Sometimes it is good for us to look back and remember the times we have been served by others.  I got that opportunity during Sunday School today as the instructor asked the class to share experiences of when our lives had been touched by others.  Many great stories were shared.

I immediately thought back to the time when my first marriage ended.  I was terrified, sad, and lonely.  I suddenly found myself a single mom to four kids who needed me to be strong.  My extended family, of course, was a huge support to me and provided much help.  But, the people who came to my mind during Sunday School today, are the neighbors who stepped up and served me during that difficult time–those who were not related to me, but chose to serve me anyway. 

There was the neighbor who stopped by with a fresh can of paint and said, “I noticed your front door trim needs to be painted.”  After he’d finished painting, he proceeded to fix my broken door bell as well.

Neighbors shoveled my walks when it snowed and cleared away broken tree branches after a particularly bad storm.  Twice during the Christmas season piles of anonymous gifts were left at our doorstep.  I received anonymous cashier’s checks in the mail with cheery notes telling me I was admired.  Once, a total stranger knocked on my door, handed me some cash, and said she’d been sent to give it to me.

One neighbor shared tomato and pepper plants with me so I could plant them in my own garden.  Another neighbor dropped by with fresh flowers and a written poem about hope and moving forward.  Some just dropped by to visit and offer encouragement.  When I started to work as a substitute teacher many wonderful neighbors offered their babysitting services so I wouldn’t have to pay for daycare for my son.  My girls were given free piano lessons for life by another neighbor.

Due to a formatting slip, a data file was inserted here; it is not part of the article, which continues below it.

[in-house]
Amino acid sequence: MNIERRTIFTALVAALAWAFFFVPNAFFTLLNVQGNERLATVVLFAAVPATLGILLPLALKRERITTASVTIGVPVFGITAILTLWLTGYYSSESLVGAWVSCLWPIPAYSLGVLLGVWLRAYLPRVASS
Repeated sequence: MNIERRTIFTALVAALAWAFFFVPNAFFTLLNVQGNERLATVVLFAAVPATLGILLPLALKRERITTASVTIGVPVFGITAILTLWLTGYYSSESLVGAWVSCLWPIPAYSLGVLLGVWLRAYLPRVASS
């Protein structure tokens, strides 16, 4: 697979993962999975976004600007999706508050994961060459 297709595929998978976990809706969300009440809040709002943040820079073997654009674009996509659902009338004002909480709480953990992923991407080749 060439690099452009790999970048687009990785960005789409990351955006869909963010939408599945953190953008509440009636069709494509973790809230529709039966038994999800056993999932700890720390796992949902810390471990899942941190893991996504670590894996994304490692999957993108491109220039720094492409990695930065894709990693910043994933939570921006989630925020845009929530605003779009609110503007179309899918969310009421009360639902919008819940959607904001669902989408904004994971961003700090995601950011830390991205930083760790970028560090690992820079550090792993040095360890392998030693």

When my disposal stopped working I called a neighbor to see if he knew how to fix it.  After he’d looked at it for a few minutes he said he’d be right back and left.  I thought he was going to get his tools.  Instead, he showed up with a brand new disposal and installed it for me.  He refused payment of any kind.  In fact, all of the people serving me did so without expecting compensation.  They served from the goodness of their hearts. 

We didn’t live in an area where people had a lot of worldly goods.  People in our area couldn’t boast of fancy houses, boats, or exotic trips.  Many of us struggled to make ends meet, yet when someone was in need there was no hesitation to help.  Those who served me in my need set a great example for me.  I want to be the type of person who doesn’t hesitate to serve, the type of person who sees a need and just takes care of it.  And I want my children to develop the same caring and compassionate traits as my former neighbors.

When a neighbor in our current neighborhood developed terminal cancer, the entire neighborhood rallied around the family.  Much help was given.  One family in the neighborhood came up with the idea of each family foregoing “neighbor gifts” at Christmas and donating what would have been spent on the gifts to the family in need.  We met at an “open house” to pool our offerings, eat some goodies, and then go caroling to the home of the sick man and present our donations as a neighborhood group.  I encouraged my kids to give some of their hard earned money to the cause and was gratified to see that all four did donate.  And they didn’t hold back, they gave more than I had thought they would.  I was glad for the opportunity we all had to serve someone else.      

I am grateful for the nudge to look back today at the times I have been served.  Being served by others has become some of the building blocks for my desire to give back.  It has increased my gratitude and faith in the general goodness of others and has renewed my desire to teach my children to serve, thus providing them building blocks to becoming compassionate and empathetic individuals.